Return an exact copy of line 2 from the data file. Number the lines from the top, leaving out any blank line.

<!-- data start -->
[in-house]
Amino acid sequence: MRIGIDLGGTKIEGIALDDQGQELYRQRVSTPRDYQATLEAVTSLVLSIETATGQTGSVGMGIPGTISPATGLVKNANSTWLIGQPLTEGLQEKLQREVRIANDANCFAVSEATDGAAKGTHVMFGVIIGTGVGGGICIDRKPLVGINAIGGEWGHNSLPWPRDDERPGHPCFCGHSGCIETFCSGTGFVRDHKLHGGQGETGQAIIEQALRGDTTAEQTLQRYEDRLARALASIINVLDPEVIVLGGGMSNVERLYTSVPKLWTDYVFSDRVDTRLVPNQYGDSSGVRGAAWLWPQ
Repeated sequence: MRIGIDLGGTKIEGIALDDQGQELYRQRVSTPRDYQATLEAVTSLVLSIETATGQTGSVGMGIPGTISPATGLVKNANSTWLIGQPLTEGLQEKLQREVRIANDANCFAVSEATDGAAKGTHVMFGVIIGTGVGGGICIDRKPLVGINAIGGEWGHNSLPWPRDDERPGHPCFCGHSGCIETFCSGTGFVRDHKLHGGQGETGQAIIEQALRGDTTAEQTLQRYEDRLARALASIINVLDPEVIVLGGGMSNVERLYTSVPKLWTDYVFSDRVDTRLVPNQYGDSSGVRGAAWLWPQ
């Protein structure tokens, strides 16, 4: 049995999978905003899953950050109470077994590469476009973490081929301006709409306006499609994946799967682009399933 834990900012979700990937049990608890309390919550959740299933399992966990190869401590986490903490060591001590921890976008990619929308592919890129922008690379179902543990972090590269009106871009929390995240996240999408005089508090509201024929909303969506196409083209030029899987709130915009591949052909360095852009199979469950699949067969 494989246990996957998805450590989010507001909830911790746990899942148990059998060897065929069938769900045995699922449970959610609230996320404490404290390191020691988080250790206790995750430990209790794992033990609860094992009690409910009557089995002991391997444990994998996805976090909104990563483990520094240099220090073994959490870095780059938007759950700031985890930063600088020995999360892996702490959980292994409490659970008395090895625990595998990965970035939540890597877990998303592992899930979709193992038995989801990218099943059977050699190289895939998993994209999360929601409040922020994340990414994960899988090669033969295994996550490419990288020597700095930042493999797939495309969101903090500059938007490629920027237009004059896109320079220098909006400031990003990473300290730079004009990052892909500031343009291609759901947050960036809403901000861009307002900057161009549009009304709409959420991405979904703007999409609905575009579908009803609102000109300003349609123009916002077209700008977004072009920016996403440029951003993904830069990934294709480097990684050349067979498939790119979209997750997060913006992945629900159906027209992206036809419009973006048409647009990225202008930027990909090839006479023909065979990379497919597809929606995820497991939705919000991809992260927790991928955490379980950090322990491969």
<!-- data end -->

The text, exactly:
Amino acid sequence: MRIGIDLGGTKIEGIALDDQGQELYRQRVSTPRDYQATLEAVTSLVLSIETATGQTGSVGMGIPGTISPATGLVKNANSTWLIGQPLTEGLQEKLQREVRIANDANCFAVSEATDGAAKGTHVMFGVIIGTGVGGGICIDRKPLVGINAIGGEWGHNSLPWPRDDERPGHPCFCGHSGCIETFCSGTGFVRDHKLHGGQGETGQAIIEQALRGDTTAEQTLQRYEDRLARALASIINVLDPEVIVLGGGMSNVERLYTSVPKLWTDYVFSDRVDTRLVPNQYGDSSGVRGAAWLWPQ